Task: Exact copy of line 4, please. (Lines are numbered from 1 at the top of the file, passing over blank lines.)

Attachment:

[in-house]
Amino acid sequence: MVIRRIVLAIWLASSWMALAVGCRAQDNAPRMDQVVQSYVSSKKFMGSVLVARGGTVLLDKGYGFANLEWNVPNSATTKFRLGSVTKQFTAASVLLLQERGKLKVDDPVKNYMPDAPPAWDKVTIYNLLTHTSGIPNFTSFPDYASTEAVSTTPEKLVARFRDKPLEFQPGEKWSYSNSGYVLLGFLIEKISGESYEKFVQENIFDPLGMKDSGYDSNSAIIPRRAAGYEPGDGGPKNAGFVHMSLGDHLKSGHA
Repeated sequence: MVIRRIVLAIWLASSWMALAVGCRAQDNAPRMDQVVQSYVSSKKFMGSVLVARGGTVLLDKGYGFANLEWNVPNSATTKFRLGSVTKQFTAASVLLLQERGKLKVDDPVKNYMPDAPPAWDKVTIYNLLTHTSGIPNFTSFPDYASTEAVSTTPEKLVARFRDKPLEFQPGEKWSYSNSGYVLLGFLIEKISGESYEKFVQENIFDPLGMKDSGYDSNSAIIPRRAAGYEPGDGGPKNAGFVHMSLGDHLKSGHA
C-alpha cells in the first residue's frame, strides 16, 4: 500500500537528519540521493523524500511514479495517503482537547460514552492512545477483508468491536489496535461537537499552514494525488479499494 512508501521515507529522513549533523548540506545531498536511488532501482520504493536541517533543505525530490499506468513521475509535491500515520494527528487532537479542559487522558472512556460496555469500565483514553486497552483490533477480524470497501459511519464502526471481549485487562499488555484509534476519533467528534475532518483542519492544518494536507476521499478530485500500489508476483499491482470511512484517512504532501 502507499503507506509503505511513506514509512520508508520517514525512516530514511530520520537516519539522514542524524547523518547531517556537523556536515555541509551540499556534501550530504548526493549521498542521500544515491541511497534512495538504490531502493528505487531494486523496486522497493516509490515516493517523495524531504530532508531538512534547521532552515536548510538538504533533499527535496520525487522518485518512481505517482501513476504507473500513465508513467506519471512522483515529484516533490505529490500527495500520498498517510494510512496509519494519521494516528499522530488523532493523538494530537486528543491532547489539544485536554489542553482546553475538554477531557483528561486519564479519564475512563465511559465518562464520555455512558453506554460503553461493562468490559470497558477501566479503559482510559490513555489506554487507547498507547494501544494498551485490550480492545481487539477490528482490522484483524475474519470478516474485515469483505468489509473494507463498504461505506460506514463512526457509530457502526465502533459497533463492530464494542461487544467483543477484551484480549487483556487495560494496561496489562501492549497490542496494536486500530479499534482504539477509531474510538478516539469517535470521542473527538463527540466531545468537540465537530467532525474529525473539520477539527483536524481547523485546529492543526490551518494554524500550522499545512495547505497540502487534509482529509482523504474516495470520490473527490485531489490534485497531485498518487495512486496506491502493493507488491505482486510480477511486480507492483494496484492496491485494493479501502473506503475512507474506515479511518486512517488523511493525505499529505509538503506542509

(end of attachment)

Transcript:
C-alpha cells in the first residue's frame, strides 16, 4: 500500500537528519540521493523524500511514479495517503482537547460514552492512545477483508468491536489496535461537537499552514494525488479499494 512508501521515507529522513549533523548540506545531498536511488532501482520504493536541517533543505525530490499506468513521475509535491500515520494527528487532537479542559487522558472512556460496555469500565483514553486497552483490533477480524470497501459511519464502526471481549485487562499488555484509534476519533467528534475532518483542519492544518494536507476521499478530485500500489508476483499491482470511512484517512504532501 502507499503507506509503505511513506514509512520508508520517514525512516530514511530520520537516519539522514542524524547523518547531517556537523556536515555541509551540499556534501550530504548526493549521498542521500544515491541511497534512495538504490531502493528505487531494486523496486522497493516509490515516493517523495524531504530532508531538512534547521532552515536548510538538504533533499527535496520525487522518485518512481505517482501513476504507473500513465508513467506519471512522483515529484516533490505529490500527495500520498498517510494510512496509519494519521494516528499522530488523532493523538494530537486528543491532547489539544485536554489542553482546553475538554477531557483528561486519564479519564475512563465511559465518562464520555455512558453506554460503553461493562468490559470497558477501566479503559482510559490513555489506554487507547498507547494501544494498551485490550480492545481487539477490528482490522484483524475474519470478516474485515469483505468489509473494507463498504461505506460506514463512526457509530457502526465502533459497533463492530464494542461487544467483543477484551484480549487483556487495560494496561496489562501492549497490542496494536486500530479499534482504539477509531474510538478516539469517535470521542473527538463527540466531545468537540465537530467532525474529525473539520477539527483536524481547523485546529492543526490551518494554524500550522499545512495547505497540502487534509482529509482523504474516495470520490473527490485531489490534485497531485498518487495512486496506491502493493507488491505482486510480477511486480507492483494496484492496491485494493479501502473506503475512507474506515479511518486512517488523511493525505499529505509538503506542509